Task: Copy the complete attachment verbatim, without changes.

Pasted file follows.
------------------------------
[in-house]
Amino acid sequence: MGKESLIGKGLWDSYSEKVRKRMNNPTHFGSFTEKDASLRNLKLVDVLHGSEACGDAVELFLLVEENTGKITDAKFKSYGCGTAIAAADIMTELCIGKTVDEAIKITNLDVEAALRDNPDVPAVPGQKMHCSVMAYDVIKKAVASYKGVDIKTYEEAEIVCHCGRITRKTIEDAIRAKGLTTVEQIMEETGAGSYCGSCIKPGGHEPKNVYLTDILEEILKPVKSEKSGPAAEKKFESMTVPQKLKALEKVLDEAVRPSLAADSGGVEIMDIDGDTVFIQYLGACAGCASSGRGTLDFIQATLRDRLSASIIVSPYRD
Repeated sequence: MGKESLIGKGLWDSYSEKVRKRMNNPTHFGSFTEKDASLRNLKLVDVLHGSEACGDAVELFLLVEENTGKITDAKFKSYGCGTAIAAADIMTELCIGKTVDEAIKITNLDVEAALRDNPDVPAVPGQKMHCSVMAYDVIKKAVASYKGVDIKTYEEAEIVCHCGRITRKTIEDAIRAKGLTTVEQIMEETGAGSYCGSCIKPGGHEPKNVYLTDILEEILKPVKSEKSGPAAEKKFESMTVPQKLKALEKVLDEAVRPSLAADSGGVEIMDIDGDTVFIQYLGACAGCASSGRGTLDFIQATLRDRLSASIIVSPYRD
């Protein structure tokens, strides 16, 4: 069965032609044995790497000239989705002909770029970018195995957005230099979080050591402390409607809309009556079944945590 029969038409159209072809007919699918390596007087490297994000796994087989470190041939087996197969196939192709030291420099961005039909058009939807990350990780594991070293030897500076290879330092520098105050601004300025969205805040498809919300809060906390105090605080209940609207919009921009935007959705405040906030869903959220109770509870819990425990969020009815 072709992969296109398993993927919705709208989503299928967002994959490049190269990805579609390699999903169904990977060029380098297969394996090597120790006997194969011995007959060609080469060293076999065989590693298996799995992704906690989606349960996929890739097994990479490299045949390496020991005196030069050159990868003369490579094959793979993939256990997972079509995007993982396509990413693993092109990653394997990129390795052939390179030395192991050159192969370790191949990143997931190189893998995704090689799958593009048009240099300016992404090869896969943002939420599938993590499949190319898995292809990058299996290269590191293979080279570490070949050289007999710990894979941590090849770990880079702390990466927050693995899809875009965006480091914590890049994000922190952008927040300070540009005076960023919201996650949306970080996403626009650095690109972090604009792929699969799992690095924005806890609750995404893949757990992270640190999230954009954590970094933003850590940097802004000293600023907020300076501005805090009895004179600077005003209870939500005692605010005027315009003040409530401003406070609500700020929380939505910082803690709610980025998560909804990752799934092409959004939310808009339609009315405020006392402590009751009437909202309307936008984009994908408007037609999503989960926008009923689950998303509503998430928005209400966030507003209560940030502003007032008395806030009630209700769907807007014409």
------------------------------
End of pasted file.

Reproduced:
[in-house]
Amino acid sequence: MGKESLIGKGLWDSYSEKVRKRMNNPTHFGSFTEKDASLRNLKLVDVLHGSEACGDAVELFLLVEENTGKITDAKFKSYGCGTAIAAADIMTELCIGKTVDEAIKITNLDVEAALRDNPDVPAVPGQKMHCSVMAYDVIKKAVASYKGVDIKTYEEAEIVCHCGRITRKTIEDAIRAKGLTTVEQIMEETGAGSYCGSCIKPGGHEPKNVYLTDILEEILKPVKSEKSGPAAEKKFESMTVPQKLKALEKVLDEAVRPSLAADSGGVEIMDIDGDTVFIQYLGACAGCASSGRGTLDFIQATLRDRLSASIIVSPYRD
Repeated sequence: MGKESLIGKGLWDSYSEKVRKRMNNPTHFGSFTEKDASLRNLKLVDVLHGSEACGDAVELFLLVEENTGKITDAKFKSYGCGTAIAAADIMTELCIGKTVDEAIKITNLDVEAALRDNPDVPAVPGQKMHCSVMAYDVIKKAVASYKGVDIKTYEEAEIVCHCGRITRKTIEDAIRAKGLTTVEQIMEETGAGSYCGSCIKPGGHEPKNVYLTDILEEILKPVKSEKSGPAAEKKFESMTVPQKLKALEKVLDEAVRPSLAADSGGVEIMDIDGDTVFIQYLGACAGCASSGRGTLDFIQATLRDRLSASIIVSPYRD
């Protein structure tokens, strides 16, 4: 069965032609044995790497000239989705002909770029970018195995957005230099979080050591402390409607809309009556079944945590 029969038409159209072809007919699918390596007087490297994000796994087989470190041939087996197969196939192709030291420099961005039909058009939807990350990780594991070293030897500076290879330092520098105050601004300025969205805040498809919300809060906390105090605080209940609207919009921009935007959705405040906030869903959220109770509870819990425990969020009815 072709992969296109398993993927919705709208989503299928967002994959490049190269990805579609390699999903169904990977060029380098297969394996090597120790006997194969011995007959060609080469060293076999065989590693298996799995992704906690989606349960996929890739097994990479490299045949390496020991005196030069050159990868003369490579094959793979993939256990997972079509995007993982396509990413693993092109990653394997990129390795052939390179030395192991050159192969370790191949990143997931190189893998995704090689799958593009048009240099300016992404090869896969943002939420599938993590499949190319898995292809990058299996290269590191293979080279570490070949050289007999710990894979941590090849770990880079702390990466927050693995899809875009965006480091914590890049994000922190952008927040300070540009005076960023919201996650949306970080996403626009650095690109972090604009792929699969799992690095924005806890609750995404893949757990992270640190999230954009954590970094933003850590940097802004000293600023907020300076501005805090009895004179600077005003209870939500005692605010005027315009003040409530401003406070609500700020929380939505910082803690709610980025998560909804990752799934092409959004939310808009339609009315405020006392402590009751009437909202309307936008984009994908408007037609999503989960926008009923689950998303509503998430928005209400966030507003209560940030502003007032008395806030009630209700769907807007014409």